Immediate Effects of Lower Limb Sensory Simulation Using Smart Socks to Stabilize Gait in People with Parkinson's Disease

Matthew A Brodie, Paulo H Pelicioni, Yoshiro Okubo, Daniel Y Chan, Vincent Carroll, Barbara Toson, Davide Vigano, Maurizio Macagno, Sharlene Sternberg, Guenter Schreier, Nigel H Lovell

Research output: Contribution to journalArticlepeer-review


People with Parkinson's disease (PD) experience gait impairment that can lead to falls and poor quality of life. Here we investigate the feasibility of using smart socks to stimulate the lower limbs of people with PD to reduce excessive step time variability during walking. We hypothesised that rythmic excitation of lower limb afferents, matched to a participant's comfortable pace, would entrain deficient neuro-muscular signals resulting in improved gait. Five people with mild to moderate PD symptoms (70 ± 9 years) were tested on medication before and after a 30-minute familierization session. Paired t-tests and Cohen's d were used to assess gait changes and report effect sizes. Participant experiences were recorded through structured interviews. Lower limb stimulation resulted in an acute 15% increase in gait speed (p=0.006, d=0.62), an 11% increase in step length (p=0.04, d=0.35), a 44% reduction in step time variability (p=0.03, d=0.91), a 22% increase in perceived gait quality (p=0.04, d=1.17), a 24% reduction in mental effort to walk (p=0.02, d=0.79) and no statistical difference for cadence (p=0.16). Participants commented positively on the benefit of stimulation during training but found that stimulation could be distracting when not walking and the socks hard to put on. While the large effects for step time variability and percieved gait quality (Cohen's d > 0.8) are promising, limitations regarding sample size, potential placebo effects and translation to the home environment should be addressed by future studies.Clinical Relevance- This study demonstrates the feasibility of using smart stimulating socks to reduce excessive step time variability in people with PD. As step time variability is a risk factor for falls, the use of smart textiles to augment future rehabilitation programs warrants further investigation.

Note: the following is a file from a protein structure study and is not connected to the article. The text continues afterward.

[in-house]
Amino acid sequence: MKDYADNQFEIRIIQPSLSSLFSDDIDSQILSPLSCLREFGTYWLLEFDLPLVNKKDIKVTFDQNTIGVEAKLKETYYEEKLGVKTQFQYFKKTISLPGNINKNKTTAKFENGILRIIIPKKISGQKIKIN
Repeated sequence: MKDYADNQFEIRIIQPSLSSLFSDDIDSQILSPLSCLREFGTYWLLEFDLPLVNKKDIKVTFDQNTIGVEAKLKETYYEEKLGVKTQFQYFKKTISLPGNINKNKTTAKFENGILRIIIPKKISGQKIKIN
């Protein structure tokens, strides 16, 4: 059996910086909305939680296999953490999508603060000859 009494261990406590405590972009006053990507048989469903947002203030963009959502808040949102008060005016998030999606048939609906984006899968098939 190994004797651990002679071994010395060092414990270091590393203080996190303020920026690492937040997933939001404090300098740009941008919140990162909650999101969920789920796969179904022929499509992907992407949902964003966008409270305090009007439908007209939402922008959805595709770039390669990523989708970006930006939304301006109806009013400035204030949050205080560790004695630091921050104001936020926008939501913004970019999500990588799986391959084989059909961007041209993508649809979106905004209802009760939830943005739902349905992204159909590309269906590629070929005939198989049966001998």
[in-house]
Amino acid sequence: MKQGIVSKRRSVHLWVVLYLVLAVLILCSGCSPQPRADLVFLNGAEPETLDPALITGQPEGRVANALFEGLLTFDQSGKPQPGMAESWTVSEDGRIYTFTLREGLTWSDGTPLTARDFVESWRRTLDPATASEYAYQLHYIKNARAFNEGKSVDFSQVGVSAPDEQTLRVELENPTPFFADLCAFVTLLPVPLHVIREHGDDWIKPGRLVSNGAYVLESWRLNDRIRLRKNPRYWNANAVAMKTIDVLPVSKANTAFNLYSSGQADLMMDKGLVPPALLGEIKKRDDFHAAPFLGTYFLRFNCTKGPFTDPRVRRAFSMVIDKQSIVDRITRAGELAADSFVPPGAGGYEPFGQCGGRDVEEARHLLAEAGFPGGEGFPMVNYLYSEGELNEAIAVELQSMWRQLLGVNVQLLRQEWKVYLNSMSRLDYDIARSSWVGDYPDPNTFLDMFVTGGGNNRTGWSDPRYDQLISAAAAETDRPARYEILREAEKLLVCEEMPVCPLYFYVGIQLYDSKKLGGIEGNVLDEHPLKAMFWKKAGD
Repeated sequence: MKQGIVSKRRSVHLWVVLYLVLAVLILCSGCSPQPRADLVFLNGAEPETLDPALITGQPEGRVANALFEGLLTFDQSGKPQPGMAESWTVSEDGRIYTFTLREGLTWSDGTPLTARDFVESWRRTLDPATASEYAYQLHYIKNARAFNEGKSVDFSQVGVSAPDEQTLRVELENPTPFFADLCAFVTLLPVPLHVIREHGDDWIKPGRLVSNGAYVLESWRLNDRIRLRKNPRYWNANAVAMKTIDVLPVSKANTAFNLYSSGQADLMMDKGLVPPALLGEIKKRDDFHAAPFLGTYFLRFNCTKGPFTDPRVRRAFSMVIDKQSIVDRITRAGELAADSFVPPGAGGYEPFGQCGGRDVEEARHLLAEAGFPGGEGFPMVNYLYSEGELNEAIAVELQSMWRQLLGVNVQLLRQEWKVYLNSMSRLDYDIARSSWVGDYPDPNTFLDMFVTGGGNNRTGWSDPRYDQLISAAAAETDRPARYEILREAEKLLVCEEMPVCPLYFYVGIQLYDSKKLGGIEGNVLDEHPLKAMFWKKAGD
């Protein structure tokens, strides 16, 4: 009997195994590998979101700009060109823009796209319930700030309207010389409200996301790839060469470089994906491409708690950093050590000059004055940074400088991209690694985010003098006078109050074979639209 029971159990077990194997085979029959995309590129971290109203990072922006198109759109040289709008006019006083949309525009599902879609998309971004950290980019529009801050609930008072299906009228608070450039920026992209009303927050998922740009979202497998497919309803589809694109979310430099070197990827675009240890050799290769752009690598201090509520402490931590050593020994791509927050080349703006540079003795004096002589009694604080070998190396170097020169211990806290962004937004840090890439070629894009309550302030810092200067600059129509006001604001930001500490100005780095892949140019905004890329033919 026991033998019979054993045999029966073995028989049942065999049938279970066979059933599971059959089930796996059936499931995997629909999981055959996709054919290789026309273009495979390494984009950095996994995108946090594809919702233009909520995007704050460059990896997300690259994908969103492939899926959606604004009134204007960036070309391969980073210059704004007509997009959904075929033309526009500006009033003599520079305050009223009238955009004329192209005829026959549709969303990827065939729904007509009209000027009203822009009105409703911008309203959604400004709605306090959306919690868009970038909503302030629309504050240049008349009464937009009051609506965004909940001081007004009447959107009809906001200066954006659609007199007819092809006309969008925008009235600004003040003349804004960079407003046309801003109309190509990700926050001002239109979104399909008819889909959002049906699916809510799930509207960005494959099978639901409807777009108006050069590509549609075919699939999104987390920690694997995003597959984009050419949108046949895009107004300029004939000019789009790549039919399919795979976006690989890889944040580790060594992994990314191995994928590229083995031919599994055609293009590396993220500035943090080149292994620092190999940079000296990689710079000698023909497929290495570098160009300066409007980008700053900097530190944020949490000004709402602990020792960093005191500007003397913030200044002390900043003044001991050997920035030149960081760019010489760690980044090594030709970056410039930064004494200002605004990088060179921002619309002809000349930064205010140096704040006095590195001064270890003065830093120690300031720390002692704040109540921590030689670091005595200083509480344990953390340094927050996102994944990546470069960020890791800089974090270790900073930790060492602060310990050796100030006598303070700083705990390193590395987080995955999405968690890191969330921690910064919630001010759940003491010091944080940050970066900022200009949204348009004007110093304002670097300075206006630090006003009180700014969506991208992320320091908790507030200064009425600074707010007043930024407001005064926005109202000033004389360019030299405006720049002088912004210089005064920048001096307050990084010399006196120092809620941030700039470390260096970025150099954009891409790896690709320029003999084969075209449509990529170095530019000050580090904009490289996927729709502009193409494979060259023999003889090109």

Research Field

  • Exploration of Digital Health


  • Legged locomotion
  • Training
  • Smart textiles
  • Biology
  • Interviews
  • Diseases


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